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Reader Comments

  • WhereAreTheVikings

    What a terrible, terrible shame. Western Civilization nurtured capitalism, and now capitalism is destroying it. And these young people seem to welcome the invasion of their homeland. The media and schools have been very efficient in wiping out all traces of blood and soil.

    • prollawalllynotahumanoid

      Capitalism isn’t the problem. It’s corrupt politicians taking bribes and kickbacks from Globalists and the Chinese.

      • WhereAreTheVikings

        Maybe I should have said crony capitalism. Although Italians importing Chinese to make “Italian leather” shoes is not crony capitalism. It is capitalism, pure and simple.

        • prollawalllynotahumanoid

          That would be crony capitalism and globalism combined. They aren’t concerned with the affect their policies have upon their citizens, the health and welfare of their society and culture or their economy. What it isn’t is fair-free trade to further national interests.

          • WhereAreTheVikings

            I’ve always seen them as one and the same, but perhaps they need to be named individually, just to bring home the point.

      • WhereAreTheVikings

        But now that travel is so easy and borders are virtually down through H1bs and the like, theoretically you can’t blame capitalists for the pursuit of cheaper labor, although I do heartily blame them not being more patriotic than that. Perhaps the emerging nationalism will force them to voluntarily do what they should have morally been doing all along, and that is employing business practices that preserve their countries and nationalities. The government should be doing everything it can to encourage that, to the extent that small government should do anything but guard the borders and strictly, drastically, limit immigration.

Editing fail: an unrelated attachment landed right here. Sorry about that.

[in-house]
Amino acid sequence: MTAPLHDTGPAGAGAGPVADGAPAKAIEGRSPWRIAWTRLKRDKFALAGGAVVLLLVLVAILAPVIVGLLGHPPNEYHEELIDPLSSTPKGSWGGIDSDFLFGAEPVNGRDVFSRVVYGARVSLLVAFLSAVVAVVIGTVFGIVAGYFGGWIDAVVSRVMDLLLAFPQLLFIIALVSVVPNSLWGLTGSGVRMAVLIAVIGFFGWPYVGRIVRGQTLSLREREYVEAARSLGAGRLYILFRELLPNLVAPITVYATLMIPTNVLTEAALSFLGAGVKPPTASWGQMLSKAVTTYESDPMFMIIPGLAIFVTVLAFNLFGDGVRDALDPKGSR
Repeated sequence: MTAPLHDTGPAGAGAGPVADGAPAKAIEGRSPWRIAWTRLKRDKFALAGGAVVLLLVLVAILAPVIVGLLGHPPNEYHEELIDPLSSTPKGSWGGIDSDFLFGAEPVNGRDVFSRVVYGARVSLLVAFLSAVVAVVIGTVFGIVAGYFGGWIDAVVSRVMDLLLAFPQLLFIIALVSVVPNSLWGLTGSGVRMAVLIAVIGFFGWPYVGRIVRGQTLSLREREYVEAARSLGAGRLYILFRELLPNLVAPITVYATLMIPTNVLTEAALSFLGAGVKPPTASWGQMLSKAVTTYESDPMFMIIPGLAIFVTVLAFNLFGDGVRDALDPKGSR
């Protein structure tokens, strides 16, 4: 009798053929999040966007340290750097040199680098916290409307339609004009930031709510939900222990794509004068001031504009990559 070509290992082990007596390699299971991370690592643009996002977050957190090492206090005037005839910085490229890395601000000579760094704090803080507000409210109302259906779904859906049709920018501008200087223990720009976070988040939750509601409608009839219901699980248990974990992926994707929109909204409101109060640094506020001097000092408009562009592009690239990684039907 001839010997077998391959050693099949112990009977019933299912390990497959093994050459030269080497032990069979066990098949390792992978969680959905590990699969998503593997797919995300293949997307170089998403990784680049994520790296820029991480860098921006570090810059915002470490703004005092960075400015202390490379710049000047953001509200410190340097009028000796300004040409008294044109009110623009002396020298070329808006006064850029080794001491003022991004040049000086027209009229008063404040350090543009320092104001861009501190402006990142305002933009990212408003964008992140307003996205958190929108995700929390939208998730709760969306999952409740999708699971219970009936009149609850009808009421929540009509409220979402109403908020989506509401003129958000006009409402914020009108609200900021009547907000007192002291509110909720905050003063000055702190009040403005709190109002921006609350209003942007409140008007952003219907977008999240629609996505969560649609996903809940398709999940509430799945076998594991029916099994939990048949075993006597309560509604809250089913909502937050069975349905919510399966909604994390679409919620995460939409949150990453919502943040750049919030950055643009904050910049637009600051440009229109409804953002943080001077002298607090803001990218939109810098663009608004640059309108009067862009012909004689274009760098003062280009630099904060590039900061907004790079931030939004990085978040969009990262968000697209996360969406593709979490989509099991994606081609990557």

• Henry Lam

        It is China with its corrupted mindset affecting the world.

        • prollawalllynotahumanoid

          No it is not. Capitalism is the fairest and least corrupt system of all.

          Socialism and communism is based on authoritarianism, coercion and police intimidation. It has and always will be rife with criminality, bribes and kickbacks.

          Corruption can be anywhere but it is the very basis of socialism and communism.

    • Henry Lam

      The government is too weak. They do not understand the mindset of communists and how they educate their people. Those communist people are only loyal to their country and could be dangerous. The immigration law should only accept those who accepted multiculturalism and taught from a democratic education system. This virus events clearly has shown how stupid to take China as a friend.

      • WhereAreTheVikings

        The government is not too weak. Just weak-minded about some things.

  • Gabi Rodrigues

    For how many days can a country maximum close their borders to foreigners maximum? Like now, with the virus, everyone is using 30 days. Can it be more?